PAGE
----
Imagine if Cupertino had tried to create an Apple Watch back at the time of the original Macintosh. In fact, that’s not all that far from the truth. Apple didn’t exactly make it themselves, but the Seiko RC-1000 Wrist Terminal could interface with a number of popular computers at the time, including the Apple II, II+ and IIe.
It arrived in 1984, and featured scheduling, memos, world times and a four-function calculator app — all with just 8KB of ROM and 2KB of RAM. Even better, its multicolored successor, the RC-4500, was known as the “Wrist Mac.”
From the mid-'80s until the mid-'90s, Seiko was the company most associated with smartwatches. This 1995 Seiko MessageWatch could show caller IDs (by way of FM sideband frequencies), as well as updating sport scores, stock prices and weather forecasts. You could even send messages with it.
Sadly, Seiko discontinued the service on December 31, 1999, thinking that the combined threat of mobile phones and the Y2K bug (remember that?) was going to destroy whatever consumer interest there was left in the device.
Tech pioneer Steve Mann was hailed as the “father of wearable computing” when he built an open-source smartwatch capable of running Linux in 1998. Two years later, IBM teamed up with Citizen to build the so-called WatchPad based on the latest version of Linux. It never made it to market, but it was packed with amazingly modern-sounding features including voice-enabled Bluetooth connectivity, a fingerprint sensor and an accelerometer sensor.
Samsung's 1999 smartwatch, the SPH-WP10, came about because of the company’s premature belief that the mobile phone market was already at saturation point. Working as a cross between a phone and a watch, the SPH-WP10 had a battery life of 90 minutes’ talk time, or 60 hours on standby. It cost close to $700. Few people remember it today, but it preceded the Galaxy Gear by more than a decade.
This 2003 smartwatch started development in 1999 when engineer Donald Brewer tried to get a version of Palm OS to work on a watch. At almost 45,000 cubic millimeters, the first prototype was described as a "boat anchor."
Brewer kept going, however, and millions of dollars were poured into a project that eventually produced a series of impressive smartwatches, capable of running a range of different apps. The line never shed its bulky aesthetic, though, while other common complaints included poor water-resistance, low battery life and a screen that was too dim to read and too small to manipulate text upon. It lasted until 2005.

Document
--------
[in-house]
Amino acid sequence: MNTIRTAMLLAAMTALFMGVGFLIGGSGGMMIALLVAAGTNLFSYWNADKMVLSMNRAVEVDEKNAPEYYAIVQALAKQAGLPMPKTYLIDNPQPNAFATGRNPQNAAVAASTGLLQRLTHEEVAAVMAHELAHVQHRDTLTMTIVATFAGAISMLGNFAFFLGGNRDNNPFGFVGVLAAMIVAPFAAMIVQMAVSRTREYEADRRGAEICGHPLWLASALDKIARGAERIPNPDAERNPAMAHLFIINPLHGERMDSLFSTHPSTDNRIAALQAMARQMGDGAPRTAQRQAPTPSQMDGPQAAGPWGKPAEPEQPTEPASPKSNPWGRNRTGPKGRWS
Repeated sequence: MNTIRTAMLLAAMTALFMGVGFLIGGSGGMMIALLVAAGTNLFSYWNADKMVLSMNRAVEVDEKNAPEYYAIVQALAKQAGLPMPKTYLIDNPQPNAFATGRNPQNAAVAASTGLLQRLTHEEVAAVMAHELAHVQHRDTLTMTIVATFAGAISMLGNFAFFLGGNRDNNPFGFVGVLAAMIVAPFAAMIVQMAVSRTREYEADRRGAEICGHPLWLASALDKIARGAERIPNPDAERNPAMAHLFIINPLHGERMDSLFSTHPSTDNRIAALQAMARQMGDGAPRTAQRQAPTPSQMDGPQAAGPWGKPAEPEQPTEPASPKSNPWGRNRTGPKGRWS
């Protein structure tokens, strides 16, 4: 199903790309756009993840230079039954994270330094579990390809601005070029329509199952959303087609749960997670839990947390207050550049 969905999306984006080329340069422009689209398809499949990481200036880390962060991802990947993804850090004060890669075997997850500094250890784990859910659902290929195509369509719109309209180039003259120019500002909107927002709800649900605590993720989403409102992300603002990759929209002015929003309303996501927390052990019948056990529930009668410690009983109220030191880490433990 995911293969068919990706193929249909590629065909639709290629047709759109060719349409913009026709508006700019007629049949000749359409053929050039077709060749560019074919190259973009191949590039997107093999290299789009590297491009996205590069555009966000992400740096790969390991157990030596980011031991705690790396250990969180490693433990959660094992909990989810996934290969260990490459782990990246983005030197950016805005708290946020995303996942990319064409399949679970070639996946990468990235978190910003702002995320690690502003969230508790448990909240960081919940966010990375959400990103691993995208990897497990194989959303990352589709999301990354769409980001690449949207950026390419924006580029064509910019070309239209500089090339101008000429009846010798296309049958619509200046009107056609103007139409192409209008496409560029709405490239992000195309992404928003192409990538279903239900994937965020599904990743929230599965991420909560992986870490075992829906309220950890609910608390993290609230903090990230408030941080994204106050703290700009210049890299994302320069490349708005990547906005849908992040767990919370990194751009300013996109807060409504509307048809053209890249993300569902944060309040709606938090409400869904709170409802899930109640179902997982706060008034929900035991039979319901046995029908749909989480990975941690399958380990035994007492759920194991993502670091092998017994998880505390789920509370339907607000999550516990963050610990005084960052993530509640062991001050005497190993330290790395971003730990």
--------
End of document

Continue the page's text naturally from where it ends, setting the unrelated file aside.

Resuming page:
Compatible with both iOS and Android, 2013’s Pebble smartwatch raised a massive $10.3 million through Kickstarter. Features include a black-and-white e-paper display, vibrating motor to alert you of phone notifications, ambient light sensor and accelerometer. The revised Pebble Steel added $100 to the price point, but looked a whole lot less geeky.
An Android Wear-based device released by Motorola earlier this month, the Moto 360 is one of the most stylish smartwatches we’ve seen. Along with the expected phone-pairing functionality, it also boasts a heart rate sensor, pedometer, ambient light sensor and wireless charging. It wasn’t universally adored by any means, but in terms of combining aesthetics with functionality, this is the smartwatch for Apple to beat.
Why help with the iWatch when you can refresh Swatch’s Swatch Touch product line?
Last week there were rumors that Swatch might be partnering with Apple to work on its iWatch project. Swatch quickly denied the report, saying that the only business relationship Swatch has ever had with a mobile phone maker is to supply integrated circuits and other electronic components.
Now a new piece of the puzzle has emerged, with Swatch CEO Nick Hayek providing Swiss newspaper NZZ am Sonntag with another reason why his company isn’t going to be helping Apple: because it’s making a smartwatch of its own.
Design questions aside, the true mystery about Apple’s long-rumored iWatch lies in exactly what types of health-related sensors the wearable might include. A recent report claims the iWatch will sport an astonishing 10 different sensors, including one for sweat.
While pedometers, accelerometers, thermometers and every other o-meter Jony Ive can get his hands on might all make sense for a smartwatch, we’re wondering what Apple could do with a sweat sensor? Other than verify that, yes, your sweat glands are pouring out more fluid per minute than Niagara Falls during your jog?
It turns out that adding sweat sensors would do more than differentiate the iWatch from smartwatches by LG, Motorola and Samsung right out of the gate. It could make the iWatch the most “personal” device you’ve ever shackled yourself to, with surprising applications that go far beyond fitness and health.